21 December 2017

Russia, N. Korea Eye Bitcoin for Money Laundering, Putting It on a Crash Course with Regulators


Thieves and sanctioned countries are targeting the digital currency’s exchanges, setting up a fight between governments and cryptocurrency powerhouses. Bitcoin’s rising value got a further boost last week with the debut of the first futures trading. But the digital currency has also attracted the attention the interest of U.S. adversaries. A report out this week says that Russia is eying the currency as a means to bypass harsh sanctions levied by the United States and European governments, while North Koreans are suspected of trying to steal Bitcoins from South Korean cryptocurrency exchanges. All this puts pressure on the U.S. government – and may ultimately hurt the cryptocurrency’s value.

In September, cyber security company FireEye reported that a state-sponsored hacker team — they suspect North Korea — had sent phishing emails to employees at South Korean exchanges, with at least one success. Researcher Luke McNamara noted that hackers target exchanges more than individual cryptocurrency accounts for the same reasons banks attracted interstate bank robbers during the 1930s: regulations varied from state to state, security varied from bank to bank, and, as gangster Willie Sutton observed, banks are where the money is.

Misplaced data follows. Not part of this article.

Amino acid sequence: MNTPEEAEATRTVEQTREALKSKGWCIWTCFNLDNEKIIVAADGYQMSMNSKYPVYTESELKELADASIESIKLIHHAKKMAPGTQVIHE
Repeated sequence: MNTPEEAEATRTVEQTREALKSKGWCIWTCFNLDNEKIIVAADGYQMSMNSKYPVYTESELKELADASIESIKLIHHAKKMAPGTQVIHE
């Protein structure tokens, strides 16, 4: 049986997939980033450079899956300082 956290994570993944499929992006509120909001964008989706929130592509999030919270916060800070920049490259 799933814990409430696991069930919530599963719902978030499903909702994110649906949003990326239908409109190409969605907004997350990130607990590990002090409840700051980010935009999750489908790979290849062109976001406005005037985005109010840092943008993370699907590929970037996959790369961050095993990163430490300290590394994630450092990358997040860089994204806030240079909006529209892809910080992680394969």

Writes McNamara: “If actors compromise an exchange itself (as opposed to an individual account or wallet) they potentially can move cryptocurrencies out of online wallets, swapping them for other, more anonymous cryptocurrencies or send them directly to other wallets on different exchanges to withdraw them in fiat currencies such as South Korean won, US dollars, or Chinese renminbi. As the regulatory environment around cryptocurrencies is still emerging, some exchanges in different jurisdictions may have lax anti-money laundering controls easing this process and make the exchanges an attractive tactic for anyone seeking hard currency.”

But North Korea is not alone. On Tuesday, a Russian news sitequoted Putin advisor Sergey Gazye as saying that the Russian government had an “objective need” for cryptocurrencies to circumvent sanctions. Wikileaks creator Julian Assange is also knee-deep in BitCoin, as are some prominent white nationalists and neo-Nazi groups.

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